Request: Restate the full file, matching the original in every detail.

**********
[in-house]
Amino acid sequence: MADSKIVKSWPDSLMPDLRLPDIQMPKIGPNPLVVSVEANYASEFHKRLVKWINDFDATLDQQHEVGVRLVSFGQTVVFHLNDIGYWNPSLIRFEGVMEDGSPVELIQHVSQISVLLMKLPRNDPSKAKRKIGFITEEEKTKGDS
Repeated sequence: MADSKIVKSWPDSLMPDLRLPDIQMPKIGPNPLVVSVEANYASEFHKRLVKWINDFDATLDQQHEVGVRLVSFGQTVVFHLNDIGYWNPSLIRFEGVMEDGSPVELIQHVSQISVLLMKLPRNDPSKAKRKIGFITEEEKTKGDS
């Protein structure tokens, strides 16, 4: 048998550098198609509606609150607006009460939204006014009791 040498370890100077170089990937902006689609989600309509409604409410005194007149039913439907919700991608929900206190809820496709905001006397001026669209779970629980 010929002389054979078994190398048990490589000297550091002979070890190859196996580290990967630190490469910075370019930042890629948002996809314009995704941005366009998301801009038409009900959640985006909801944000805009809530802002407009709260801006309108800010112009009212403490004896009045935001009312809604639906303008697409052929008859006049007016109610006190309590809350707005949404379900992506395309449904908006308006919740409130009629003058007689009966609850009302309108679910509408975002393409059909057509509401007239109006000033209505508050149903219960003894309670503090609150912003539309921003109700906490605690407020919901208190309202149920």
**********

[in-house]
Amino acid sequence: MADSKIVKSWPDSLMPDLRLPDIQMPKIGPNPLVVSVEANYASEFHKRLVKWINDFDATLDQQHEVGVRLVSFGQTVVFHLNDIGYWNPSLIRFEGVMEDGSPVELIQHVSQISVLLMKLPRNDPSKAKRKIGFITEEEKTKGDS
Repeated sequence: MADSKIVKSWPDSLMPDLRLPDIQMPKIGPNPLVVSVEANYASEFHKRLVKWINDFDATLDQQHEVGVRLVSFGQTVVFHLNDIGYWNPSLIRFEGVMEDGSPVELIQHVSQISVLLMKLPRNDPSKAKRKIGFITEEEKTKGDS
């Protein structure tokens, strides 16, 4: 048998550098198609509606609150607006009460939204006014009791 040498370890100077170089990937902006689609989600309509409604409410005194007149039913439907919700991608929900206190809820496709905001006397001026669209779970629980 010929002389054979078994190398048990490589000297550091002979070890190859196996580290990967630190490469910075370019930042890629948002996809314009995704941005366009998301801009038409009900959640985006909801944000805009809530802002407009709260801006309108800010112009009212403490004896009045935001009312809604639906303008697409052929008859006049007016109610006190309590809350707005949404379900992506395309449904908006308006919740409130009629003058007689009966609850009302309108679910509408975002393409059909057509509401007239109006000033209505508050149903219960003894309670503090609150912003539309921003109700906490605690407020919901208190309202149920």